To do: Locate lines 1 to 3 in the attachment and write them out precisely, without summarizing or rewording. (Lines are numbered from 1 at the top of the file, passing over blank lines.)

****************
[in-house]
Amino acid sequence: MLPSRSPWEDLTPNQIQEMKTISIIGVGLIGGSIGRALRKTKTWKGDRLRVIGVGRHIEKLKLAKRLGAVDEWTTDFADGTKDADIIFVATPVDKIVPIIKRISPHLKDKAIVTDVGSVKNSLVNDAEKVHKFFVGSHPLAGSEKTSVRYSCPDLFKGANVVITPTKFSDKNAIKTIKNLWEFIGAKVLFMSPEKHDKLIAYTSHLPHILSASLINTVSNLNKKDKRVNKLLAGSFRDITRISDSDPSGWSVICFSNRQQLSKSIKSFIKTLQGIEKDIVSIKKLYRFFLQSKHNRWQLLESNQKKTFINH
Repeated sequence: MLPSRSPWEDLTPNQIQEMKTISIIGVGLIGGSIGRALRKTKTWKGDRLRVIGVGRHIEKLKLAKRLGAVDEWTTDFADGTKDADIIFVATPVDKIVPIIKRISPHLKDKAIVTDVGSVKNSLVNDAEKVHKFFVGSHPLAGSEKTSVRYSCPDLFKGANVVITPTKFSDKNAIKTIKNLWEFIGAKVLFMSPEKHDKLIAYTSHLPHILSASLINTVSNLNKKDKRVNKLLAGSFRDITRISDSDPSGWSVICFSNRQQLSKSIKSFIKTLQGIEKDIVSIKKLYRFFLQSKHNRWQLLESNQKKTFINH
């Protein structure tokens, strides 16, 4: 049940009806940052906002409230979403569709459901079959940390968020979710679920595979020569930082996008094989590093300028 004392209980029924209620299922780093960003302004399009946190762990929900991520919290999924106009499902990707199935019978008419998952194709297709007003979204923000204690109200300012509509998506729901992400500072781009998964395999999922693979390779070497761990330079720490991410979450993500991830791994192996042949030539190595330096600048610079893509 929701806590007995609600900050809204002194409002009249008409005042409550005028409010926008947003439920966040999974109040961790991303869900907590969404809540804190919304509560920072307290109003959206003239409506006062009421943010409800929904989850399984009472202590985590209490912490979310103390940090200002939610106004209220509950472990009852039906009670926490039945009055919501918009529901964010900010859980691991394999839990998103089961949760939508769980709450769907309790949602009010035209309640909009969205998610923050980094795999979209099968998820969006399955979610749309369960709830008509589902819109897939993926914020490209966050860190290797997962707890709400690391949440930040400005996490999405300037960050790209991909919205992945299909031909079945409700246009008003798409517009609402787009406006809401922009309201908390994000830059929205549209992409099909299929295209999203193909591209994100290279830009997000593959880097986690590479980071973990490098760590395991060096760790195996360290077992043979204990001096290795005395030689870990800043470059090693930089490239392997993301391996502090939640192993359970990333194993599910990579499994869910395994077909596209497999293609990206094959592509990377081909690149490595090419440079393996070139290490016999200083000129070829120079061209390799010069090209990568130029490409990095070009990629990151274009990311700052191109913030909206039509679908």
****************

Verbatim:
[in-house]
Amino acid sequence: MLPSRSPWEDLTPNQIQEMKTISIIGVGLIGGSIGRALRKTKTWKGDRLRVIGVGRHIEKLKLAKRLGAVDEWTTDFADGTKDADIIFVATPVDKIVPIIKRISPHLKDKAIVTDVGSVKNSLVNDAEKVHKFFVGSHPLAGSEKTSVRYSCPDLFKGANVVITPTKFSDKNAIKTIKNLWEFIGAKVLFMSPEKHDKLIAYTSHLPHILSASLINTVSNLNKKDKRVNKLLAGSFRDITRISDSDPSGWSVICFSNRQQLSKSIKSFIKTLQGIEKDIVSIKKLYRFFLQSKHNRWQLLESNQKKTFINH
Repeated sequence: MLPSRSPWEDLTPNQIQEMKTISIIGVGLIGGSIGRALRKTKTWKGDRLRVIGVGRHIEKLKLAKRLGAVDEWTTDFADGTKDADIIFVATPVDKIVPIIKRISPHLKDKAIVTDVGSVKNSLVNDAEKVHKFFVGSHPLAGSEKTSVRYSCPDLFKGANVVITPTKFSDKNAIKTIKNLWEFIGAKVLFMSPEKHDKLIAYTSHLPHILSASLINTVSNLNKKDKRVNKLLAGSFRDITRISDSDPSGWSVICFSNRQQLSKSIKSFIKTLQGIEKDIVSIKKLYRFFLQSKHNRWQLLESNQKKTFINH